First of all, Tableau Server 11 is not out yet. Tableau Server 10 is just released yesterday.
Product Strategy Overview
Tableau Server is an enterpise data analytics and visualization platform, and our customers are business people. In order to make the project usage experience as smooth as possible, we believe we should enable business people to manage Tableau Server on their own without any help from enterprise IT.
Therefore, one of the most critical goals for developing Tableau Server is that Tableau will provide GUIs and built-in workflows to automate as many managing processes as possible.
Project and Feature Requirements
Tableau core server team is building a new Java-based Tableau Server architecutre for Tableau Server 11 (target release, might change in the future) to replace the old jruby one.
Notably, old jruby Tabadmin persisting cluster-wide configuration and topology information in a local file (workgroup.yml). The role of ZooKeeper (referenced as ZK) is only used a distributed lock and a temp data store – it keeps some vilatile data that can be lost or wiped out and no one cares about it. This characteristic also makes managing and migrating ZooKeeper very very easy – you only need to clean up all data in existing ZooKeeper nodes, deploy the ZooKeeper bits to new nodes, and bring the new cluster up.
Unlike the old world, new Tabadmin will persist all essential configuration and topology data in ZK as a single source of truth, which makes managing, expanding, and migrating ZK much harder than before.
The problem we are facing is how to maintain ZK’s data and expand/shrink ZK cluster, as well as making this process super reliable and easy for users.
Let’s elaborate more about the problem.
Say we start with a single Tableau Server node A, which has a single node ZK cluster runs on it. Then we want to expand the Tableau Server cluster from 1 node (A) to 3 nodes (A, B, C), as well as the ZK cluster runs on top of it. How to achieve that?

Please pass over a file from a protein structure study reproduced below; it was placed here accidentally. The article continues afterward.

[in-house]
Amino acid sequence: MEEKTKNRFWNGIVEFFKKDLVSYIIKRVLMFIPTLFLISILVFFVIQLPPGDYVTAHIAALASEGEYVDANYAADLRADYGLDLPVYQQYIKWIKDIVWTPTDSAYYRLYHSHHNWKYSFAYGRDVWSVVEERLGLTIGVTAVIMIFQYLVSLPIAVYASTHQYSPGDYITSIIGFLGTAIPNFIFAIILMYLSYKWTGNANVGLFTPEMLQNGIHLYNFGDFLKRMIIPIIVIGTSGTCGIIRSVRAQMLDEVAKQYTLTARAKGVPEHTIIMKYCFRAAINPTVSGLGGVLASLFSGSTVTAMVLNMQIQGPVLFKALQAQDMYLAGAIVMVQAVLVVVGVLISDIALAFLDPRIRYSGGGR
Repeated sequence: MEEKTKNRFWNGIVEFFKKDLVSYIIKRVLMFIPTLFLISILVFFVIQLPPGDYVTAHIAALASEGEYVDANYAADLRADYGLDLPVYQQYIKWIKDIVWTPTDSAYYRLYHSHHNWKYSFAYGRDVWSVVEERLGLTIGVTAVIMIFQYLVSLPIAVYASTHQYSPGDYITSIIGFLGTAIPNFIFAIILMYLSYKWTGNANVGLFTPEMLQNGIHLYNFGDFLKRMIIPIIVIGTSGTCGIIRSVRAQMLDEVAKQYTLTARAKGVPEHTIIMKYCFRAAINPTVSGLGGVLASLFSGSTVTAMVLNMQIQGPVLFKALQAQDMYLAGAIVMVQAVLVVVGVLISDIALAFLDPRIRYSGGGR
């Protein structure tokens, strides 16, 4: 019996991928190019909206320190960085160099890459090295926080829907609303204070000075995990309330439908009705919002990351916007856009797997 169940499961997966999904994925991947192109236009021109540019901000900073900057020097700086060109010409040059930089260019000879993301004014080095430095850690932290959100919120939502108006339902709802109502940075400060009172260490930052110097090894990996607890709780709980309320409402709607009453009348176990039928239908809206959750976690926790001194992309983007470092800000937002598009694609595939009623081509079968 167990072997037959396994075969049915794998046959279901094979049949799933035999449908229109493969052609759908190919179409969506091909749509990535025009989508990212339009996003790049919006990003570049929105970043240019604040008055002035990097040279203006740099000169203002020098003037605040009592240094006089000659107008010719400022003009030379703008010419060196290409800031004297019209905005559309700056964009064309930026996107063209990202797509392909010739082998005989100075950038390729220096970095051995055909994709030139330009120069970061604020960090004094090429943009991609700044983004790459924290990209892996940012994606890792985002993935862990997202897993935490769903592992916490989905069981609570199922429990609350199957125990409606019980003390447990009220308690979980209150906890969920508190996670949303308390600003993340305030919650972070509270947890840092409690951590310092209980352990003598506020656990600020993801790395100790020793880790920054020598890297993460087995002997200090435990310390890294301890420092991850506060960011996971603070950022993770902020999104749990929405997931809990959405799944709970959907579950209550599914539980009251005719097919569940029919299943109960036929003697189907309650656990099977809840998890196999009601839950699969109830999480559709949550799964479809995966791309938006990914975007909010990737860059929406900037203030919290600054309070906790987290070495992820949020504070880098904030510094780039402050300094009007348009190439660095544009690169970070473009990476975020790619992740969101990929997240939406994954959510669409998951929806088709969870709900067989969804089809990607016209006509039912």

(A) -> (A, B, C)
For customers who already have a ZK cluster in house and want to reuse that cluster, Tableau Server provides configurations that enable them to do so. That is not part of the project, and will not be discussed here. This project is focusing on smoothing the experience of managing Tableau Server’s built-in ZooKeeper cluster.
The naive approach is to shut down (A), deploy ZK bits on B and C, change their configuration files, and bring up (A, B, C). Well, this can lead to disasters. The reason being that ZK runs on a quorum mode, means that if more than half nodes in a ZK cluster form a quorum, their decision will be the final decision that all nodes should follow. In this case, if B and C come up first and form a quorum, their decision will be “there’s no data in our cluster”. When A joins them, B and C will force A to delete its data, causing data loss.
ZooKeeper’s built-in Approach
Actually all developers using ZooKeeper faces the same problem. Think about running a ZooKeeper in your data center. If a ZooKeeper node fails, the common practice is that admin will try to bring it back manually/through scripts. If the machine dies, admins have to bring up a new machine, change its IP to match the failed one, and join it to the cluster. And you must know that machine failure is more than normal.
So ZooKeeper 3.5 starts to build a native rolling based approach to solve this common problem. The principle is to bring up a new node each time, join it to the existing cluster, wait them to sync up and become stable, bring up another new node.
(A) -> (A, B) -> (A, B, C)
The problem is that ZK is not originally developed to support this use case. It involves lots of refactoring, produces lots of bugs, and is not stable for production.
Take a look at ZK’s release page. 3.5.0 was released around 3 years ago. Apache then release 3.5.1 and 3.5.2, both are alpha version. They themselves even don’t recommend using it for production.